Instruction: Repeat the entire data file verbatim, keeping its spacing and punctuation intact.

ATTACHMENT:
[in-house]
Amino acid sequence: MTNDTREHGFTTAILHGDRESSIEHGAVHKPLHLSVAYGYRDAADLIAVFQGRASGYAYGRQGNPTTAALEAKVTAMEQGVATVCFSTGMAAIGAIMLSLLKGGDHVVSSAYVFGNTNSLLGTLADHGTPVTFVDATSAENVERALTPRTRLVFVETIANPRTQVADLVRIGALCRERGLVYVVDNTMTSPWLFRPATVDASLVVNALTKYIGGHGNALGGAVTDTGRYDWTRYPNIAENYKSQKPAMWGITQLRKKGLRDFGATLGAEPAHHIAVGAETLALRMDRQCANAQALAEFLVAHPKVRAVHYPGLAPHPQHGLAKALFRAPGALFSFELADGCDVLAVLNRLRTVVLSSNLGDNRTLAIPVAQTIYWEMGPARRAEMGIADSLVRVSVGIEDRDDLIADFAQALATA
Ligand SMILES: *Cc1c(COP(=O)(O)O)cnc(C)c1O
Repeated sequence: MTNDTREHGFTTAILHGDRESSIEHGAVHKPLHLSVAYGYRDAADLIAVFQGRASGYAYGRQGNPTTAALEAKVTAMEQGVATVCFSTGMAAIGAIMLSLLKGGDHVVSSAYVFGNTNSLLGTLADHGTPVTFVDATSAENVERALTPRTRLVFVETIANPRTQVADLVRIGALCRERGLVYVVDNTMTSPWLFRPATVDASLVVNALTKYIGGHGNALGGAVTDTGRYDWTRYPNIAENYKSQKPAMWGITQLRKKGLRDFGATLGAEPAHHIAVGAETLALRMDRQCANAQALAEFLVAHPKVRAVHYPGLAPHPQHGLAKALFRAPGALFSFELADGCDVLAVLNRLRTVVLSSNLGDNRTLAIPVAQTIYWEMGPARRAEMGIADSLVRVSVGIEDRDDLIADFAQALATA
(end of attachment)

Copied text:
[in-house]
Amino acid sequence: MTNDTREHGFTTAILHGDRESSIEHGAVHKPLHLSVAYGYRDAADLIAVFQGRASGYAYGRQGNPTTAALEAKVTAMEQGVATVCFSTGMAAIGAIMLSLLKGGDHVVSSAYVFGNTNSLLGTLADHGTPVTFVDATSAENVERALTPRTRLVFVETIANPRTQVADLVRIGALCRERGLVYVVDNTMTSPWLFRPATVDASLVVNALTKYIGGHGNALGGAVTDTGRYDWTRYPNIAENYKSQKPAMWGITQLRKKGLRDFGATLGAEPAHHIAVGAETLALRMDRQCANAQALAEFLVAHPKVRAVHYPGLAPHPQHGLAKALFRAPGALFSFELADGCDVLAVLNRLRTVVLSSNLGDNRTLAIPVAQTIYWEMGPARRAEMGIADSLVRVSVGIEDRDDLIADFAQALATA
Ligand SMILES: *Cc1c(COP(=O)(O)O)cnc(C)c1O
Repeated sequence: MTNDTREHGFTTAILHGDRESSIEHGAVHKPLHLSVAYGYRDAADLIAVFQGRASGYAYGRQGNPTTAALEAKVTAMEQGVATVCFSTGMAAIGAIMLSLLKGGDHVVSSAYVFGNTNSLLGTLADHGTPVTFVDATSAENVERALTPRTRLVFVETIANPRTQVADLVRIGALCRERGLVYVVDNTMTSPWLFRPATVDASLVVNALTKYIGGHGNALGGAVTDTGRYDWTRYPNIAENYKSQKPAMWGITQLRKKGLRDFGATLGAEPAHHIAVGAETLALRMDRQCANAQALAEFLVAHPKVRAVHYPGLAPHPQHGLAKALFRAPGALFSFELADGCDVLAVLNRLRTVVLSSNLGDNRTLAIPVAQTIYWEMGPARRAEMGIADSLVRVSVGIEDRDDLIADFAQALATA